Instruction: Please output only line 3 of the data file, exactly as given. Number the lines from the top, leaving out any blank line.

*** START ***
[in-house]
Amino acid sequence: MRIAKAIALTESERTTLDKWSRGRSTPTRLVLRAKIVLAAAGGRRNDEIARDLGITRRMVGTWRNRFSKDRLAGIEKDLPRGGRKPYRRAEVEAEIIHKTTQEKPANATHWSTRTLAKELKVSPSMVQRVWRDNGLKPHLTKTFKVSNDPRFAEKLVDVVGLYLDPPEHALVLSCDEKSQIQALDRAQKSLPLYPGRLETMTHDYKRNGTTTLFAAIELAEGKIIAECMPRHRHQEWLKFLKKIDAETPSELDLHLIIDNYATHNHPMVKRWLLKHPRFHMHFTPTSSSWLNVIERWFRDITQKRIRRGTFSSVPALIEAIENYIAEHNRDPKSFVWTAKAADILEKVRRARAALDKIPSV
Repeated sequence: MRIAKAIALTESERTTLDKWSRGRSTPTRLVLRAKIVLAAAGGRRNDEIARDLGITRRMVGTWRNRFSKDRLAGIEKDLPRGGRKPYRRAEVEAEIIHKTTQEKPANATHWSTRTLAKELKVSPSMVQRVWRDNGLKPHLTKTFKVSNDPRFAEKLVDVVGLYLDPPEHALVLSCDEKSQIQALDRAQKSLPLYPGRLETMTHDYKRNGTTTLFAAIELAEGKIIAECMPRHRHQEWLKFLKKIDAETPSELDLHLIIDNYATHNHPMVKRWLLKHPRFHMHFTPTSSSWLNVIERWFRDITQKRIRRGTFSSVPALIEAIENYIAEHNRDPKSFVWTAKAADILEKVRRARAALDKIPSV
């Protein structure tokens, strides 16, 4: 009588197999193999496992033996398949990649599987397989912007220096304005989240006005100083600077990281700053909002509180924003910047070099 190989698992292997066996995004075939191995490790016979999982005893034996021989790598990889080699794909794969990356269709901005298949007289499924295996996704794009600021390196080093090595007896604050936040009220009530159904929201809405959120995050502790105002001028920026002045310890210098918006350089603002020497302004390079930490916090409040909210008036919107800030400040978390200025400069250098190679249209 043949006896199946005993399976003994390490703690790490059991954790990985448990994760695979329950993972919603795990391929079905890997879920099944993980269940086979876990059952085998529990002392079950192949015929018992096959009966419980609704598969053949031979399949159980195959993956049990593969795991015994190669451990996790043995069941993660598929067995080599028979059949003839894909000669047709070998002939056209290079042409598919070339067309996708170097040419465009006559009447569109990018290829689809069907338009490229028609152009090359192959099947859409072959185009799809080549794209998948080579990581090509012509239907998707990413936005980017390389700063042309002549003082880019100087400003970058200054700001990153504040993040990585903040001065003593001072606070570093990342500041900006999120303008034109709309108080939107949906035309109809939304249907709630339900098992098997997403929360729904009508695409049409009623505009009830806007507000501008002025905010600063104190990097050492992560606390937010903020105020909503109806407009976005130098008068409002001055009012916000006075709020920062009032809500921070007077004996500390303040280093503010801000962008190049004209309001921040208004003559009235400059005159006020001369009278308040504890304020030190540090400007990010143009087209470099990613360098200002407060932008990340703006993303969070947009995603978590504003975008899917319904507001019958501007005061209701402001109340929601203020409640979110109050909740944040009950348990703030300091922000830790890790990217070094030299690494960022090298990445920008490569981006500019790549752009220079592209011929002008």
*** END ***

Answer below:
Repeated sequence: MRIAKAIALTESERTTLDKWSRGRSTPTRLVLRAKIVLAAAGGRRNDEIARDLGITRRMVGTWRNRFSKDRLAGIEKDLPRGGRKPYRRAEVEAEIIHKTTQEKPANATHWSTRTLAKELKVSPSMVQRVWRDNGLKPHLTKTFKVSNDPRFAEKLVDVVGLYLDPPEHALVLSCDEKSQIQALDRAQKSLPLYPGRLETMTHDYKRNGTTTLFAAIELAEGKIIAECMPRHRHQEWLKFLKKIDAETPSELDLHLIIDNYATHNHPMVKRWLLKHPRFHMHFTPTSSSWLNVIERWFRDITQKRIRRGTFSSVPALIEAIENYIAEHNRDPKSFVWTAKAADILEKVRRARAALDKIPSV